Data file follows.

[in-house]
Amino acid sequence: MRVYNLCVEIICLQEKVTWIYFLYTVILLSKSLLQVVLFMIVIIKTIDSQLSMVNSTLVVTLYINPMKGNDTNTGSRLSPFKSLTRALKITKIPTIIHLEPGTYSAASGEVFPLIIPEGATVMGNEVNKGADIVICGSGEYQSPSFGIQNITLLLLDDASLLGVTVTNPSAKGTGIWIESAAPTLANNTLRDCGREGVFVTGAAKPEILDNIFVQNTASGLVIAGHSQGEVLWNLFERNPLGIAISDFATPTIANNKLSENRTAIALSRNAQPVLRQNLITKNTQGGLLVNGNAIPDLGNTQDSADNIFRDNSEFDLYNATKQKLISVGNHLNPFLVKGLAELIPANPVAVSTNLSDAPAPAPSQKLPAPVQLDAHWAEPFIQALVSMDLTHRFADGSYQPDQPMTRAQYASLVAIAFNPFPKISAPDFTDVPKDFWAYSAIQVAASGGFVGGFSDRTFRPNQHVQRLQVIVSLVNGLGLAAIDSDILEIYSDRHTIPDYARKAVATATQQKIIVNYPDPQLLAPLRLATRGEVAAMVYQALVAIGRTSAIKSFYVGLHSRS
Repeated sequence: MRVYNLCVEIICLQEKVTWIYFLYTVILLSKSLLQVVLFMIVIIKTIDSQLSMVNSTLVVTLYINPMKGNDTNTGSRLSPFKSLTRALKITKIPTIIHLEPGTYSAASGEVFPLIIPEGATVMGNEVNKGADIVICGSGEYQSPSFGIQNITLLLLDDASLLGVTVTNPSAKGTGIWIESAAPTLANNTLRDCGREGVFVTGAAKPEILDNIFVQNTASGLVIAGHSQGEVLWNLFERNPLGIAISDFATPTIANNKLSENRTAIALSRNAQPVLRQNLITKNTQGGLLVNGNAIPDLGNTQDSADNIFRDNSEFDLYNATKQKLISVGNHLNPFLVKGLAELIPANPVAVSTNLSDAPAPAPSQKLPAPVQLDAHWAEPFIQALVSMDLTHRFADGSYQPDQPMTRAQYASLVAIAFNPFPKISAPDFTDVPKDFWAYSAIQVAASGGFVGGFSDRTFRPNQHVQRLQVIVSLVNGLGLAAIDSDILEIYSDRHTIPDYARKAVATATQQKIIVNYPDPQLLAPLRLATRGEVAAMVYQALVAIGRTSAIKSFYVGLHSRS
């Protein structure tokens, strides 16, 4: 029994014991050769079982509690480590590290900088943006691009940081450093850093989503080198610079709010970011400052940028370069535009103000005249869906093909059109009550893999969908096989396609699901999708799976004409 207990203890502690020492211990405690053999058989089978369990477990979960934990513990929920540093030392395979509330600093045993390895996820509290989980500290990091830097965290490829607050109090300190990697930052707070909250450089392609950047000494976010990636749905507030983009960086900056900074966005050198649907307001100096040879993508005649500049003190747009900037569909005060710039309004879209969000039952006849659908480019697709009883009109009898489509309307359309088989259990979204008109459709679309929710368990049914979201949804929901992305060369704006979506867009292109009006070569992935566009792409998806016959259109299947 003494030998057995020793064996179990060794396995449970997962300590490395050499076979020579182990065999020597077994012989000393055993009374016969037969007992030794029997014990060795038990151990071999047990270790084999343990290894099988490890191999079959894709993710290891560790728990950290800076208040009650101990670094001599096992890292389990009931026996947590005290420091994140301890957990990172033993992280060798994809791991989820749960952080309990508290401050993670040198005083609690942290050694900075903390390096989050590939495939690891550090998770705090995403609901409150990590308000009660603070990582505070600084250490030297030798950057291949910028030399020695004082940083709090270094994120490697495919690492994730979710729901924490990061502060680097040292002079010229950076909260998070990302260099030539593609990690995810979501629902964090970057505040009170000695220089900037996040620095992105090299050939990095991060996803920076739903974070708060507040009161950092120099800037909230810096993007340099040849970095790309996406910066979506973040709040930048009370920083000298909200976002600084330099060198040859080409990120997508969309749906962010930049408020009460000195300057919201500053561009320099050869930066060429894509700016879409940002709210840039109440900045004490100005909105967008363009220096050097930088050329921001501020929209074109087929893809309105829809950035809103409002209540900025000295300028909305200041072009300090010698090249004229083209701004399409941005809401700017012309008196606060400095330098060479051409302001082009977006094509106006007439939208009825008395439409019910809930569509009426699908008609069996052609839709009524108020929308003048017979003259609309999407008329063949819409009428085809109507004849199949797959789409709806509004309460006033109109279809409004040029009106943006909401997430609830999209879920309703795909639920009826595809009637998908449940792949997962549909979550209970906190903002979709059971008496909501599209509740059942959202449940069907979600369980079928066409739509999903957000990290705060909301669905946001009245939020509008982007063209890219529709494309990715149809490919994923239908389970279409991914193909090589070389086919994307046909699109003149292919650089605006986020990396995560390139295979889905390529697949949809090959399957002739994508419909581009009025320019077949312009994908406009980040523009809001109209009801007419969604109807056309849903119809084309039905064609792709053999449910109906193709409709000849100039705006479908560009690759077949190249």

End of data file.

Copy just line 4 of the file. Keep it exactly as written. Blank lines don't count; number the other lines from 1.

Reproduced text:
């Protein structure tokens, strides 16, 4: 029994014991050769079982509690480590590290900088943006691009940081450093850093989503080198610079709010970011400052940028370069535009103000005249869906093909059109009550893999969908096989396609699901999708799976004409 207990203890502690020492211990405690053999058989089978369990477990979960934990513990929920540093030392395979509330600093045993390895996820509290989980500290990091830097965290490829607050109090300190990697930052707070909250450089392609950047000494976010990636749905507030983009960086900056900074966005050198649907307001100096040879993508005649500049003190747009900037569909005060710039309004879209969000039952006849659908480019697709009883009109009898489509309307359309088989259990979204008109459709679309929710368990049914979201949804929901992305060369704006979506867009292109009006070569992935566009792409998806016959259109299947 003494030998057995020793064996179990060794396995449970997962300590490395050499076979020579182990065999020597077994012989000393055993009374016969037969007992030794029997014990060795038990151990071999047990270790084999343990290894099988490890191999079959894709993710290891560790728990950290800076208040009650101990670094001599096992890292389990009931026996947590005290420091994140301890957990990172033993992280060798994809791991989820749960952080309990508290401050993670040198005083609690942290050694900075903390390096989050590939495939690891550090998770705090995403609901409150990590308000009660603070990582505070600084250490030297030798950057291949910028030399020695004082940083709090270094994120490697495919690492994730979710729901924490990061502060680097040292002079010229950076909260998070990302260099030539593609990690995810979501629902964090970057505040009170000695220089900037996040620095992105090299050939990095991060996803920076739903974070708060507040009161950092120099800037909230810096993007340099040849970095790309996406910066979506973040709040930048009370920083000298909200976002600084330099060198040859080409990120997508969309749906962010930049408020009460000195300057919201500053561009320099050869930066060429894509700016879409940002709210840039109440900045004490100005909105967008363009220096050097930088050329921001501020929209074109087929893809309105829809950035809103409002209540900025000295300028909305200041072009300090010698090249004229083209701004399409941005809401700017012309008196606060400095330098060479051409302001082009977006094509106006007439939208009825008395439409019910809930569509009426699908008609069996052609839709009524108020929308003048017979003259609309999407008329063949819409009428085809109507004849199949797959789409709806509004309460006033109109279809409004040029009106943006909401997430609830999209879920309703795909639920009826595809009637998908449940792949997962549909979550209970906190903002979709059971008496909501599209509740059942959202449940069907979600369980079928066409739509999903957000990290705060909301669905946001009245939020509008982007063209890219529709494309990715149809490919994923239908389970279409991914193909090589070389086919994307046909699109003149292919650089605006986020990396995560390139295979889905390529697949949809090959399957002739994508419909581009009025320019077949312009994908406009980040523009809001109209009801007419969604109807056309849903119809084309039905064609792709053999449910109906193709409709000849100039705006479908560009690759077949190249």